Governments urged to put first ever UN global migration pact in motion, post-Marrakech
The adoption by more than 160 governments of the first-ever global migration pact is a triumph of multilateralism and highlights the importance of dispelling “myths” and fear-mongering over the issue, said the UN’s senior migration official on Tuesday, bringing the key two-day Marrakech conference to a close.
The Member States who took part in the intergovernmental conference in Morocco “committed to a global migration framework based on facts not myths,” said Louise Arbour, UN Special Representative for International Migration, speaking at a closing press conference, adding that the framework would protect their national interests and enable better cooperation.
She said the Global Compact for Safe, Orderly and Regular Migration “is designed to enhance safety and order in migration management, and reduce recourse to dangerous, chaotic migratory routes”, revealing that “it seeks to maximize all the benefits of human mobility and mitigate its challenges.”
A central promise of the non-binding pact is that it “reinforces, unambiguously, the fundamental principle that migrants everywhere should be treated with dignity and fairness,” added Ms. Arbour.
She called on the governments who did not join to reconsider their position. She told them, “I urge you to read it carefully and of course form your own opinion. In doing so, listen to the Secretary-General’s dispelling of the myths about the Compact.”
A former top Canadian judge, who also served as the UN High Commissioner for Human Rights, Ms. Arbour, told sceptical nations who had decided not to be in Marrakech that “under international human rights law citizens of a country have the right to enter, stay and leave their country but they don’t have a right to go anywhere else unless they seek asylum, or are authorized by another country to enter its territory.”
Ms. Arbour reiterated Secretary-General António Guterres’s call to banish the myths surrounding migration, and the international accord, saying that “it is not correct to suggest it imposes obligations on Member States and infringes on their sovereignty. It does nothing of the sort, and it is not binding, as a treaty would be.”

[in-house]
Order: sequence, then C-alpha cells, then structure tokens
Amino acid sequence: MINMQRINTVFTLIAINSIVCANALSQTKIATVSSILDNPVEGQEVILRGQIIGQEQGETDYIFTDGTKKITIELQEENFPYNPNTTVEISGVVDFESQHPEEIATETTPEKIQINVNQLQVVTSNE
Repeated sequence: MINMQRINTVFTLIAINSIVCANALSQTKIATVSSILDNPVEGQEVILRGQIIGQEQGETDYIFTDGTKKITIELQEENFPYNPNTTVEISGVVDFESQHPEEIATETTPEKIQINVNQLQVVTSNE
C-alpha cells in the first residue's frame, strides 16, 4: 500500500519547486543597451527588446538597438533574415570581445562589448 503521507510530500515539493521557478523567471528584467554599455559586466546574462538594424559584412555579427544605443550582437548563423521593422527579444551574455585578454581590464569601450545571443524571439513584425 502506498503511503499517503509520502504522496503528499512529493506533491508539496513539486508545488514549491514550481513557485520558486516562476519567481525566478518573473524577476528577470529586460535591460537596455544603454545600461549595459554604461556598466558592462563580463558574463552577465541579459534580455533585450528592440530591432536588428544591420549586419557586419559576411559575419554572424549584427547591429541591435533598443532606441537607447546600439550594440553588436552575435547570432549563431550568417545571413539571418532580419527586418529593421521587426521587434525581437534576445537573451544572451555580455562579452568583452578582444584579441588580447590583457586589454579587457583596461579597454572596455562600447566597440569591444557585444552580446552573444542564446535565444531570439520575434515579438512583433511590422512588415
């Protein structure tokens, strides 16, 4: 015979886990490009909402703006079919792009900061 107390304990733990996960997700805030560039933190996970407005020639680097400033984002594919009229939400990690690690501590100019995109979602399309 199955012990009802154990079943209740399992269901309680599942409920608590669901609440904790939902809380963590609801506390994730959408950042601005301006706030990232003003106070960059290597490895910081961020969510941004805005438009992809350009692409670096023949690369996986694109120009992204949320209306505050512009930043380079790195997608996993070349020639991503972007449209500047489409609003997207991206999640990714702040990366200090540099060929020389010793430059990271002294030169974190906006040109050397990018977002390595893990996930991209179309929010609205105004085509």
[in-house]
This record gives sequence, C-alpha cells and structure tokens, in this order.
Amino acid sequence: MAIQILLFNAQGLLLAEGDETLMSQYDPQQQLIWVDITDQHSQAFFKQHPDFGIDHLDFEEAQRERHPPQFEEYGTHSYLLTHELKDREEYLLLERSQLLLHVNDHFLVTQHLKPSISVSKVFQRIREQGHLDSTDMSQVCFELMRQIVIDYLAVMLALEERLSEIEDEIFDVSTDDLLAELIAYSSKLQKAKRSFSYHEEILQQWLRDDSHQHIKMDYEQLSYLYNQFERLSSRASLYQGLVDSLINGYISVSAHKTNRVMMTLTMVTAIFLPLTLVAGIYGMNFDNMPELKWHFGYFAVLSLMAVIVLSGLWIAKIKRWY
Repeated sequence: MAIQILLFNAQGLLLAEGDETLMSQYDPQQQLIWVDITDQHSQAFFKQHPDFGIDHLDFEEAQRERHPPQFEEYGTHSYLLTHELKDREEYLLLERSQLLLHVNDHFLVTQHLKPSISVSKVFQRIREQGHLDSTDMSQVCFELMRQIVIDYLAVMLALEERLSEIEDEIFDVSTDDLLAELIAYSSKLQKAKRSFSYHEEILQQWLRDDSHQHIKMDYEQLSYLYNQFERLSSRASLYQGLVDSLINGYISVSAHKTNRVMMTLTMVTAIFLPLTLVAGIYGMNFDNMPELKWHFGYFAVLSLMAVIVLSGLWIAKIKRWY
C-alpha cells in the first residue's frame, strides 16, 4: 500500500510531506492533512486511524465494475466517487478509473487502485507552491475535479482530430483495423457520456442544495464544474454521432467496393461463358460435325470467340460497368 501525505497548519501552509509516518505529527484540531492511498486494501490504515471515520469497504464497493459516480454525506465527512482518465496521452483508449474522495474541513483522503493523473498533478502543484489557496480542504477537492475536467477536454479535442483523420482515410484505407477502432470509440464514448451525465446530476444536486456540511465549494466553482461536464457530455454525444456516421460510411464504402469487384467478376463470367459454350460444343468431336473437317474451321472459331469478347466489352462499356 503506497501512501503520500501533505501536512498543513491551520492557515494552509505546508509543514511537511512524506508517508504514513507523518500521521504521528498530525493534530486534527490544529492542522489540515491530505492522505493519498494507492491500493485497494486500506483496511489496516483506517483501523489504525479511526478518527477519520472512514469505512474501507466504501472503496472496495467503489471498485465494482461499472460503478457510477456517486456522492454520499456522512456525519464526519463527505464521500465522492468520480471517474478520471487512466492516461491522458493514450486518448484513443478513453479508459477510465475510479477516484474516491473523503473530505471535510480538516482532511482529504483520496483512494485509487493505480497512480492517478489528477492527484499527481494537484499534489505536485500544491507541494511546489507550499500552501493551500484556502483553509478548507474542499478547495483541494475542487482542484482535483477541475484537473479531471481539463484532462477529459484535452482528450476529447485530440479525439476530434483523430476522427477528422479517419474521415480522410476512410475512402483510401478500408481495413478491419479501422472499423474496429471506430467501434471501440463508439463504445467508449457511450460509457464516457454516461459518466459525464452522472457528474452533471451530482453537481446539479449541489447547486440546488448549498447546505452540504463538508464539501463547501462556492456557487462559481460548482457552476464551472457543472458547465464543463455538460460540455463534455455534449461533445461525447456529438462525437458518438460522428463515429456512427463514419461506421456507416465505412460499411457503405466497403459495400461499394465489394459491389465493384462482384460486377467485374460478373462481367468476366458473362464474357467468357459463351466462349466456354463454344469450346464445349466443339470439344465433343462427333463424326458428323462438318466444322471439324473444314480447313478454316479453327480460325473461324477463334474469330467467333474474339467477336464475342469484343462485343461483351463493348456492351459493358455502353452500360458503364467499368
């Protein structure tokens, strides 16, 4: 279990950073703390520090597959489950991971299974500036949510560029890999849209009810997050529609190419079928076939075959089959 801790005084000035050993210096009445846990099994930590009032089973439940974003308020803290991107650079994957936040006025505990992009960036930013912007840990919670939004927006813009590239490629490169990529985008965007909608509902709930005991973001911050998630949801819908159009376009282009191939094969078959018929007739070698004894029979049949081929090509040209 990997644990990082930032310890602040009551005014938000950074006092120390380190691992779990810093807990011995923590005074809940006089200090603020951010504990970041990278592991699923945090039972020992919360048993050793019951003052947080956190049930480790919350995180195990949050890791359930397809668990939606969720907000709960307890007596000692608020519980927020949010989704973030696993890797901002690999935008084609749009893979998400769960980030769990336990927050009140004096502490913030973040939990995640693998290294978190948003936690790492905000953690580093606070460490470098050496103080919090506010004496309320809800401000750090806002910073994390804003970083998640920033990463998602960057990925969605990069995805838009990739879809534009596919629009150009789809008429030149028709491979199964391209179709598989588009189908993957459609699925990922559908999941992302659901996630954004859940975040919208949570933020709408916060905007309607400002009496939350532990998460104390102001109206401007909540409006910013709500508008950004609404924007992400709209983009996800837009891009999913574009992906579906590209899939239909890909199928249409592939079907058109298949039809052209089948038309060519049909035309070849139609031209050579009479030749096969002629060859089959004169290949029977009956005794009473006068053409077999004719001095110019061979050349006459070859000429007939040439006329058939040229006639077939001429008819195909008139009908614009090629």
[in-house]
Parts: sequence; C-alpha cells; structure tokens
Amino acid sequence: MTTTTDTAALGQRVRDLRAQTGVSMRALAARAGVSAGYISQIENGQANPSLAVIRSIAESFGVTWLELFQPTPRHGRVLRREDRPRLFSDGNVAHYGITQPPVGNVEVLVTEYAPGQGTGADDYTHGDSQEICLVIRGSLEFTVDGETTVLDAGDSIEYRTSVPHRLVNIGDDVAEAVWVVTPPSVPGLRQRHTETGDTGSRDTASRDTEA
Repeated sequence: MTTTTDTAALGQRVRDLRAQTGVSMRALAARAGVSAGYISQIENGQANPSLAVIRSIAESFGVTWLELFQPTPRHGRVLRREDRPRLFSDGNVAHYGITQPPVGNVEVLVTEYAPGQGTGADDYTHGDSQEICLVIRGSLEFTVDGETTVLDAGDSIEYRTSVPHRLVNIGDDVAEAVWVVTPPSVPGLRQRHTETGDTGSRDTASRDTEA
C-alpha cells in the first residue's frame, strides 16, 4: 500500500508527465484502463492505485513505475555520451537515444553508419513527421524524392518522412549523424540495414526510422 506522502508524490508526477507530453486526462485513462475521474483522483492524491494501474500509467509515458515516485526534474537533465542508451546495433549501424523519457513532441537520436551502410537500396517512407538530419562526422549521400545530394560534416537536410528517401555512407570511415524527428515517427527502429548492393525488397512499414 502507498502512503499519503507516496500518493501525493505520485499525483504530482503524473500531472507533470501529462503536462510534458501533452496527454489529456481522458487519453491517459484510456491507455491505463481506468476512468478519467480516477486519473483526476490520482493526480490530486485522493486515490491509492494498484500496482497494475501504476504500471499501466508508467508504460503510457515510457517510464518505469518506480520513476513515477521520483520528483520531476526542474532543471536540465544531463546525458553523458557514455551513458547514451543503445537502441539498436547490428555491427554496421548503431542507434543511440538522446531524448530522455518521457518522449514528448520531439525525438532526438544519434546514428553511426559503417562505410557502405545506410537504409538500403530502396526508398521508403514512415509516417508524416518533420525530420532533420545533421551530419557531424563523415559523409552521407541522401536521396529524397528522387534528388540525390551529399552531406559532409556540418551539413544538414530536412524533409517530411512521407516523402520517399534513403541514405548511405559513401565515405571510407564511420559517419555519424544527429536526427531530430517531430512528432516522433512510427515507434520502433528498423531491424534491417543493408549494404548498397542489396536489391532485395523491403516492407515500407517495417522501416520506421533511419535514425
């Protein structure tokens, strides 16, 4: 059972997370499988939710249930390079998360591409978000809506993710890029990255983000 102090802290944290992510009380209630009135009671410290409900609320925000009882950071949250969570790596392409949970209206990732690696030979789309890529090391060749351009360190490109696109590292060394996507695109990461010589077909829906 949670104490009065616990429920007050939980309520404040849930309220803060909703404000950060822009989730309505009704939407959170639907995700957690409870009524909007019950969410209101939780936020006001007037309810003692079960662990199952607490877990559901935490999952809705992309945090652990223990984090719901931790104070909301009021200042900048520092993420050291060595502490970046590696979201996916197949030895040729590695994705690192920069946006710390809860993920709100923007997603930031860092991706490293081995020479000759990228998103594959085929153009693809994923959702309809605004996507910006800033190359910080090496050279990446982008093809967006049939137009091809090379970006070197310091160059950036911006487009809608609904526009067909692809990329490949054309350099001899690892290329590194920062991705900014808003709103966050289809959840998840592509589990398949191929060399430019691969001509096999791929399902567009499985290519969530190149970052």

'Full of energy and conviction’ for next phase: Arbour
The Compact also does not create any new right to migrate, she added. She reminded developed economies that migration is a net gain, and a boost to the work force. On the other hand, when countries host refugees and those forced to flee, “they should be assisted and celebrated, as they make the world a better place for all of us.”
Ms. Arbour thanked the Kingdom of Morocco for hosting the conference and enabling “this historic moment for migration and multilateralism” to unfold in Marrakesh. “We leave Marrakesh full of energy and conviction. With the Global Compact, we have an opportunity to embark on a new phase of cooperation on migration,” she said.
More than 2,000 delegates made the trip to the Moroccan desert and the specially erected conference facility, including government officials, representatives of business, labour unions, civil society, mayors and many others who have a vital role to play in ensuring that migration is managed in a manner that benefits all.
Implementation must come next
The Moroccan Minister of Foreign Affairs, Mr. Nasser Bourita, stressed the importance his country attaches to multilateralism in addressing migration and other pressing international issues.
He told reports that Member States had demonstrated in Marrakesh, that “migration unites more than it divides”. He said adoption of the pact represents only the first step, which must be followed now by implementation, urging everyone to maintain momentum. Mr. Nasser hailed the Secretary-General’s initiative to launch the UN Network on Migration, describing it as the cornerstone to the Compact.
Former Liberian president Ellen Johnson Sirleaf told UN News in an interview, how the adoption of the pact would be of benefit to Africa. She said it should help stop some of the ill-treatment faced by Africans on the move, “the small numbers that have tried to cross borders illegally”, she said, and maintain the fight against poverty to try and stop young people from leaving home in the first place.
Ms. Sirleaf, who chaired the High-Level panel on International Migration in Africa, admitted that the Compact will also enable African countries to find ways to ensure that “the people who cross the borders are given humane treatment, the dignity they deserve.”